Time resumes its accustomed pace, and the world has color again. Loki can hear men shouting, can hear his father’s voice, his mother’s.

But they do not matter. Nothing does, save this: Thor’s eyes roll back into his head, and he pitches and falls forward, collapsing onto Loki, so that Loki staggers and goes to his knees with the weight of his brother.

It is only then, the crisis now past, that Loki begins to feel how terribly he overextended himself and his magic -- transporting himself here against his mother’s wishes, preserving Fandral, whatever in Nine Realms he’s somehow done to bring Thor back to himself.

The shouting is growing louder and closer, but Loki closes his eyes, falling back with Thor’s bulk upon him; he reassures himself that Thor is breathing, and then Loki gives in to the darkness gathering around him and passes out.

 

* * *

 

The second time the storm-born madness comes to Thor, they are nineteen.

They are nineteen, or thereabouts; time passes differently on Asgard, and both have grown in strength considerably, tempered by personal and shared trials. It has been five years, or perhaps five hundred. They are sharper than they've ever been.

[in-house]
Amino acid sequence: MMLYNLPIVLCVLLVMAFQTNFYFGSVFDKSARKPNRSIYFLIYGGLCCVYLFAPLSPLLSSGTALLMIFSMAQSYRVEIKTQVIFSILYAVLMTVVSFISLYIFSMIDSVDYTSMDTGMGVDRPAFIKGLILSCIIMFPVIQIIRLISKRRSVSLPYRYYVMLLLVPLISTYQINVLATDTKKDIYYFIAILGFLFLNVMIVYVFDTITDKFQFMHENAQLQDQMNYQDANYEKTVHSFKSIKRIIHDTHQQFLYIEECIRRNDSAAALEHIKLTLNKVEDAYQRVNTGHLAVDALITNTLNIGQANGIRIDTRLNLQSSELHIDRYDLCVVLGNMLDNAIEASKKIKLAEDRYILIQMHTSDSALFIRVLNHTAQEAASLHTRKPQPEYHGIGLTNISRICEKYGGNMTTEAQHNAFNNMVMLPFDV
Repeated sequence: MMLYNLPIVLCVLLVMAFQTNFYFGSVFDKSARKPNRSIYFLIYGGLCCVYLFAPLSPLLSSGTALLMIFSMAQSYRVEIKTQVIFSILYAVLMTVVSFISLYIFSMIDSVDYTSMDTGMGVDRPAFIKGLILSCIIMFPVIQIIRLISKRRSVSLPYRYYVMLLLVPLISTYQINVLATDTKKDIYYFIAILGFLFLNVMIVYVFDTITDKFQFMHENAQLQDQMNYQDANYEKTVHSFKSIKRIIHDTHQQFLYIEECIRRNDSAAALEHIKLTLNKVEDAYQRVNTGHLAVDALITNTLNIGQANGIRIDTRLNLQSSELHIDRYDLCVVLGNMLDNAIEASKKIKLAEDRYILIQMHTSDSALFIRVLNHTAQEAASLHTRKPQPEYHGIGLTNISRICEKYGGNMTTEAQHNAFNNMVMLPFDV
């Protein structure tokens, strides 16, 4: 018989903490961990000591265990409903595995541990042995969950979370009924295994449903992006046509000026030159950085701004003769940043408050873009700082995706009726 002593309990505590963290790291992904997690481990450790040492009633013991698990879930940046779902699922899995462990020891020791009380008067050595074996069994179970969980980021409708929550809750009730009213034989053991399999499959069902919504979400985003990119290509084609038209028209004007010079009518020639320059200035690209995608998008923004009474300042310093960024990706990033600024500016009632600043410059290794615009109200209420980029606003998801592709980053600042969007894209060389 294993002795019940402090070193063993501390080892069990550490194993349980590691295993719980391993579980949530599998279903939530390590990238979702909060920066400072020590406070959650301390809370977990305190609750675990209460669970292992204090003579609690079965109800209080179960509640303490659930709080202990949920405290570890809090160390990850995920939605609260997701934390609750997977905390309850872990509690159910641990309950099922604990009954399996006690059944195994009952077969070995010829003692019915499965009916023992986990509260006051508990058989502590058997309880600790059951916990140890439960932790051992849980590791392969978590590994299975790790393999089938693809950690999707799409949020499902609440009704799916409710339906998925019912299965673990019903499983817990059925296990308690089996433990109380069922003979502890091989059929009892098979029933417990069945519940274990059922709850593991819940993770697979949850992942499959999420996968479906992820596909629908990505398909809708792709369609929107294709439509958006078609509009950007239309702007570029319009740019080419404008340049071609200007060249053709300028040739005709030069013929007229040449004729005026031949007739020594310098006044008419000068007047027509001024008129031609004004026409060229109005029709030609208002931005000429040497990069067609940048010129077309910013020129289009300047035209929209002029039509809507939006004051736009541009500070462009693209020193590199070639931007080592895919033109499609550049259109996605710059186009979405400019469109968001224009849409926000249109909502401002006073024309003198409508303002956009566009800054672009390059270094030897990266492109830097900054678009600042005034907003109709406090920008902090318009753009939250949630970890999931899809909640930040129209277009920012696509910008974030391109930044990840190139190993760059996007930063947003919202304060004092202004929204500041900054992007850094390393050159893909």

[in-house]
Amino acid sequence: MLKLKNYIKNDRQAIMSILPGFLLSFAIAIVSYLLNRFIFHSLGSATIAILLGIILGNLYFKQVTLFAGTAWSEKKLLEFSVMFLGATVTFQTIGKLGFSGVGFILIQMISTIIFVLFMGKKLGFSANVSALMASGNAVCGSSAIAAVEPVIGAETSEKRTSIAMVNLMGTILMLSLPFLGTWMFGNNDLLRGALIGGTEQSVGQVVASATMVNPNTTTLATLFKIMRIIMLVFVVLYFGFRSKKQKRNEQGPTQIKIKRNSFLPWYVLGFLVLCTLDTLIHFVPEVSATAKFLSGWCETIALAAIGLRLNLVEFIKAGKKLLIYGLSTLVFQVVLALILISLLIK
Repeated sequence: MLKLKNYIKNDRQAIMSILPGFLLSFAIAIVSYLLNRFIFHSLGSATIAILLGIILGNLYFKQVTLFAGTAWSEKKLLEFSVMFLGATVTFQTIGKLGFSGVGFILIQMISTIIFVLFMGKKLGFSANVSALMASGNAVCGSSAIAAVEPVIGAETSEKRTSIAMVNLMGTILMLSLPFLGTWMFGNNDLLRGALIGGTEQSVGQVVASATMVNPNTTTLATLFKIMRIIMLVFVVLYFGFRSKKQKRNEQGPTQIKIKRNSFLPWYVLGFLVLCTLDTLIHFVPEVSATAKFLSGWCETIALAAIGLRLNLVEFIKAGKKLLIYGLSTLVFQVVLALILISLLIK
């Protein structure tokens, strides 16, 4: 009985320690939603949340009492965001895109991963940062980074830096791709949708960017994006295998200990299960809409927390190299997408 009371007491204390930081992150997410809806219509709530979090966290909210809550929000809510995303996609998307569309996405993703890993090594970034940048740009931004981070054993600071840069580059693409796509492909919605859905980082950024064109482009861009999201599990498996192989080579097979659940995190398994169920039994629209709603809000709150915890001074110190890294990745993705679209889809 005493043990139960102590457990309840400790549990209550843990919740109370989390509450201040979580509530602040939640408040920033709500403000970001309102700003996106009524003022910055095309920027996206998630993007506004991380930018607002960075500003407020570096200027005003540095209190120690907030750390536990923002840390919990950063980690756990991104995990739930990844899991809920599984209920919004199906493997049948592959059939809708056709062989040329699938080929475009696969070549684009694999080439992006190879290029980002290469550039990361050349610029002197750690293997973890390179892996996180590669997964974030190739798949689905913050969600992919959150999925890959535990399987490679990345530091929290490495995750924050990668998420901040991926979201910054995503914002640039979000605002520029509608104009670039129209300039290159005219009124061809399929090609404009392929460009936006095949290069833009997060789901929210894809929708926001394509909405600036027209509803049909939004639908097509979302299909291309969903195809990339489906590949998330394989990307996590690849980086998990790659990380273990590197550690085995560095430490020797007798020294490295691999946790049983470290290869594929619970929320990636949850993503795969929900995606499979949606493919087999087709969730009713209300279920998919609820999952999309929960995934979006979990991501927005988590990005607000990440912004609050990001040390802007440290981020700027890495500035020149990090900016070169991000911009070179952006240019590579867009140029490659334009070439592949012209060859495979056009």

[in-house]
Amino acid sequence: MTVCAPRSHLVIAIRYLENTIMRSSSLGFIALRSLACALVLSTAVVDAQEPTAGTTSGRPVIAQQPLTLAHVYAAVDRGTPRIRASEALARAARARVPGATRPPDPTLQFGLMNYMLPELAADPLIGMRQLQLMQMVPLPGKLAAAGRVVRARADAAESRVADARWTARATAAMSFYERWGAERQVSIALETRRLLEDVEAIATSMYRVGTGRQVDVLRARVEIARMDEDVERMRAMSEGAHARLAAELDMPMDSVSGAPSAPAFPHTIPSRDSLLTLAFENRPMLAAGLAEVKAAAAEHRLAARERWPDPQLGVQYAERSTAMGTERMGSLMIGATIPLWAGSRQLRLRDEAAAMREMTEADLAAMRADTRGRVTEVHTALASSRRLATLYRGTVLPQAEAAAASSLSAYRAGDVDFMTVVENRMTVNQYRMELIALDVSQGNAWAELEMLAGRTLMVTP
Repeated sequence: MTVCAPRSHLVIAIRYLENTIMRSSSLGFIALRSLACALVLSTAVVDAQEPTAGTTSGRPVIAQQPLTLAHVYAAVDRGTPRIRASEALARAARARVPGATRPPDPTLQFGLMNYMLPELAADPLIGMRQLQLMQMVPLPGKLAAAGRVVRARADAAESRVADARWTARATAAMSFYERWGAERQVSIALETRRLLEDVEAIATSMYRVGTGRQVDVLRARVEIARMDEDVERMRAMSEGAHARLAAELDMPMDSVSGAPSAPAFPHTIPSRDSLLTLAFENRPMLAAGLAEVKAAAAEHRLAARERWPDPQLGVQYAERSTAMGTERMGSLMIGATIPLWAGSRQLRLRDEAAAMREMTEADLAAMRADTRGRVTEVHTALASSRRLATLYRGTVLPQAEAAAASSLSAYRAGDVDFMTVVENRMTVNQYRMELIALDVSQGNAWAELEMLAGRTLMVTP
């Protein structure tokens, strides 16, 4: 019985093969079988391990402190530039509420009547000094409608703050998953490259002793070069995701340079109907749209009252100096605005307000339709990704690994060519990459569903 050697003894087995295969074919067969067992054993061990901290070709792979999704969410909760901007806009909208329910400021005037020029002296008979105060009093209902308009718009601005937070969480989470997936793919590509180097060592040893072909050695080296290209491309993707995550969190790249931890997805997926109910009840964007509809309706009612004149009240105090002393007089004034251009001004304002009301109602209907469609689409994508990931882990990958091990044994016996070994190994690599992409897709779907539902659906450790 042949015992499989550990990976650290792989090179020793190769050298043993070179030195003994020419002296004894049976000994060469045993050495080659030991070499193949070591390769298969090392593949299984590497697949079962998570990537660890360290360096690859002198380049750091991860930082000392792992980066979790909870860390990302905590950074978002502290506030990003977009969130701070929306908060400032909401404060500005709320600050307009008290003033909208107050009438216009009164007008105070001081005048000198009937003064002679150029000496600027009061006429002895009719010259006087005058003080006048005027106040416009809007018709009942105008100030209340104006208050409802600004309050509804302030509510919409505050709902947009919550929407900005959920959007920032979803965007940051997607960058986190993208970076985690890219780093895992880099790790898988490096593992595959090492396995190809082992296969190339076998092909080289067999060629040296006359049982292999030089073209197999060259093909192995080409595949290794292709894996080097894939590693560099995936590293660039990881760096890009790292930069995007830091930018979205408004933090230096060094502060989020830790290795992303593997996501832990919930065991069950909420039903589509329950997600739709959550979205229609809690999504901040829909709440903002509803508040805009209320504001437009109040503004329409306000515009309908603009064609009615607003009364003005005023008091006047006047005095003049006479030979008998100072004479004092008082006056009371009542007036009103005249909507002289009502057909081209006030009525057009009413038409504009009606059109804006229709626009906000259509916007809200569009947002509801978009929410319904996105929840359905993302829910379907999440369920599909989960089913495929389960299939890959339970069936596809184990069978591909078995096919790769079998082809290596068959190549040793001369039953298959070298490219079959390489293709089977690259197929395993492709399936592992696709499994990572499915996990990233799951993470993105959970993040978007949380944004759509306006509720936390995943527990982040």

So it should not have happened again: after the first occurrence, their royal parents consulted with every magical authority known to them, had contracted and brought tutors from seven different worlds to train Thor in harnessing and containing his abilities.

Thor hated those lessons, but he knew they were necessary, and he submitted to the studies with a kind of grudging, grumbling acceptance.

For years he was a constant thorn in Loki’s side, taking up too much space in Loki’s beloved library, interrupting the delicious quiet of Loki’s own research with questions about magic any five-year-old Midgardian wizard would already know the answer to. Or else seeking to distract Loki entirely with pleas to play some game or another, to pursue some adventure or attractive woman, wouldn’t Loki like that, doesn’t Loki ever want to stop reading.